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stepping stones of maritime history

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History

The boat sank accidentaly during wintertime. With belongings of the skipper still on board. The Meern 1 had a fairly luxurious cabin with bed and chest and a separate galley.

The ship was built elegantly with high quality oak. It's size and narrowness (1:9,1) indicates that the vessel was not a regular bulk freighter. More likely for post, light cargo and personnel on short voyages on the Rhine.

The skipper

The skipper was probably a carpenter who had manufactured his own furniture and repairs on the boat. The toolbox was discovered near the vessel. Remains of two pairs of his shoes have been found in the cabin (size 45). Just outside the boat a size 35 emerged suggesting a second crew member; a boy or a woman.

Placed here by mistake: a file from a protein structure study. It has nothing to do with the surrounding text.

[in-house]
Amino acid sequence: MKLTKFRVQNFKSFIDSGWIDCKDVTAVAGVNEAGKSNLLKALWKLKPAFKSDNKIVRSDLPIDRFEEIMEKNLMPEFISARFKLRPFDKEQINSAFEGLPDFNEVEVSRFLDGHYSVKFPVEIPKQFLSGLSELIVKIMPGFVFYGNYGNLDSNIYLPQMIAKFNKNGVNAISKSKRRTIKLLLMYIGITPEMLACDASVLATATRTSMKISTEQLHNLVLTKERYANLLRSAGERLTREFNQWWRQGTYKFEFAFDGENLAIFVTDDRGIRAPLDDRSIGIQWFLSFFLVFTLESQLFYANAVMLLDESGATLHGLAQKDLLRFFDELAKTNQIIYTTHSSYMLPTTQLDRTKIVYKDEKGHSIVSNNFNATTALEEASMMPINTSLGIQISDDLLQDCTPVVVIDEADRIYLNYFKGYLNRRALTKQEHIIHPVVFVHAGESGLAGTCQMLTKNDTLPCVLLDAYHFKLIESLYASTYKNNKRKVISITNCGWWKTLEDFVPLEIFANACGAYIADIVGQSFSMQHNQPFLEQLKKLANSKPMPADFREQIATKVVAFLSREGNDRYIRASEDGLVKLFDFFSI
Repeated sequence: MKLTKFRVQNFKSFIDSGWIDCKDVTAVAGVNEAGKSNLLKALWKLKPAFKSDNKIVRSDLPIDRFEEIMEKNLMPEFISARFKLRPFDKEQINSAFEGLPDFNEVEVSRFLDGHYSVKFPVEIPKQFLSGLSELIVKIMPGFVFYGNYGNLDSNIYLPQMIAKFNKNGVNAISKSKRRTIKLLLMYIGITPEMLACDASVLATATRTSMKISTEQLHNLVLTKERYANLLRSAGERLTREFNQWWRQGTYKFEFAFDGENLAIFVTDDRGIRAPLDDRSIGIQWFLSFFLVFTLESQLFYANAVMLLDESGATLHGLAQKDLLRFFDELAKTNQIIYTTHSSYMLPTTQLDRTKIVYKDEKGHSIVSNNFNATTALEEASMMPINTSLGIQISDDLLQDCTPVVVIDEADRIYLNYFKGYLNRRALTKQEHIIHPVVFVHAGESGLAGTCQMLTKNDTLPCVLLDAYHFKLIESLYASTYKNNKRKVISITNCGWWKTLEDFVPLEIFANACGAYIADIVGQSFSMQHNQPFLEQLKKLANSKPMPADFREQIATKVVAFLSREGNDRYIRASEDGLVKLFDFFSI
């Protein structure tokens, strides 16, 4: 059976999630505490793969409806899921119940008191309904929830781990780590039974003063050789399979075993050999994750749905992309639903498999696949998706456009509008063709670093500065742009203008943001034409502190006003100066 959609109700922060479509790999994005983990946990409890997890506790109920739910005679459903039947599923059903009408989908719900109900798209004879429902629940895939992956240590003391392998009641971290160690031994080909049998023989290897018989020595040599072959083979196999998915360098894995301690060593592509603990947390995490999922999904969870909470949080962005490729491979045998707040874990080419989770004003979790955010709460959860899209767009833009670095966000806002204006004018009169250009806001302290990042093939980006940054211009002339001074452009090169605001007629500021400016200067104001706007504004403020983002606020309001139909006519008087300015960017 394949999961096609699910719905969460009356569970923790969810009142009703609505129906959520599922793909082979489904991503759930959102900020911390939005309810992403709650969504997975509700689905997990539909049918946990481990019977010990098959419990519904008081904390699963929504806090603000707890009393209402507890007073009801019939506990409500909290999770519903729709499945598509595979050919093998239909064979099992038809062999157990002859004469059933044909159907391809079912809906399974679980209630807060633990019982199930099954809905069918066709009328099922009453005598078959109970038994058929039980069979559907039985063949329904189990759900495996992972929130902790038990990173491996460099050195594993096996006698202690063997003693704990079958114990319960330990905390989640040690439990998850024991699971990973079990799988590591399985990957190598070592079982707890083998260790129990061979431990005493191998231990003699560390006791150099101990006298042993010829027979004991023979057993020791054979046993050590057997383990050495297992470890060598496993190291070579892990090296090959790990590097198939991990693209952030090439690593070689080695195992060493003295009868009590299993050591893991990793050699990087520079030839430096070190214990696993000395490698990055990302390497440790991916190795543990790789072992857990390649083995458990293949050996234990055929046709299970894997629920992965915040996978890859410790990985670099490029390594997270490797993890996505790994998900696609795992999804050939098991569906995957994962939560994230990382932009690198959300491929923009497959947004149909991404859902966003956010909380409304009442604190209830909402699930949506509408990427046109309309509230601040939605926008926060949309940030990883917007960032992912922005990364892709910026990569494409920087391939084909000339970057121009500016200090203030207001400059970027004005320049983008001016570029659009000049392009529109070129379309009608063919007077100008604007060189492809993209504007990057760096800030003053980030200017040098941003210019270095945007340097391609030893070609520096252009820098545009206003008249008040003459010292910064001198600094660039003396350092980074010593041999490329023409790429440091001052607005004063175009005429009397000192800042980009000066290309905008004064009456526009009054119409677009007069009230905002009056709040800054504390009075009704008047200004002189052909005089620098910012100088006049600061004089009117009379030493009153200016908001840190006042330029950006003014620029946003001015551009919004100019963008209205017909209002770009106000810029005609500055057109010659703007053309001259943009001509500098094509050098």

The skipper knew how to read and write, three Roman styloid were discovered in the cabin. It is possible that he was a veteran or a Romanized local Batavian, trading and traveling from Roman post to post.

Fairly elegant boat.

 The Roman border (Limes)

From ca. 50 AD until 230 AD the lower Rhine in the Netherlands was part of the border of the Roman empire (limes). There were some twenty Roman fortresses (castella) along the (lower) Rhine in The Netherlands to guard the border. Traffic and trade was intense. The Meern 1 was operating between 150-200 AD in the region. Maybe at first as a military supply vessel. But in it's later days as a civilian freighter supplying army posts on the limes with goods and people.

Description

Type: Roman flat-bottomed boat.
Type: Zwammerdam (rivierpraam)

Length : 24.60 m
Width : 2.70 m
Drought : 0.50 m

Ratio : 1:9
Propulsion: sail, beam

Shell first method.Mediterranean and local building features.

Material: Oak.

The boat is one of the best preserved Roman ships ever found.

The Meern 1 during excavation.

Status

The Meern 1 is on display in castellum De Hoge Woerd in Leidse Rijn Utrecht.

References

 

 

East Indiaman

Roman structures

WW II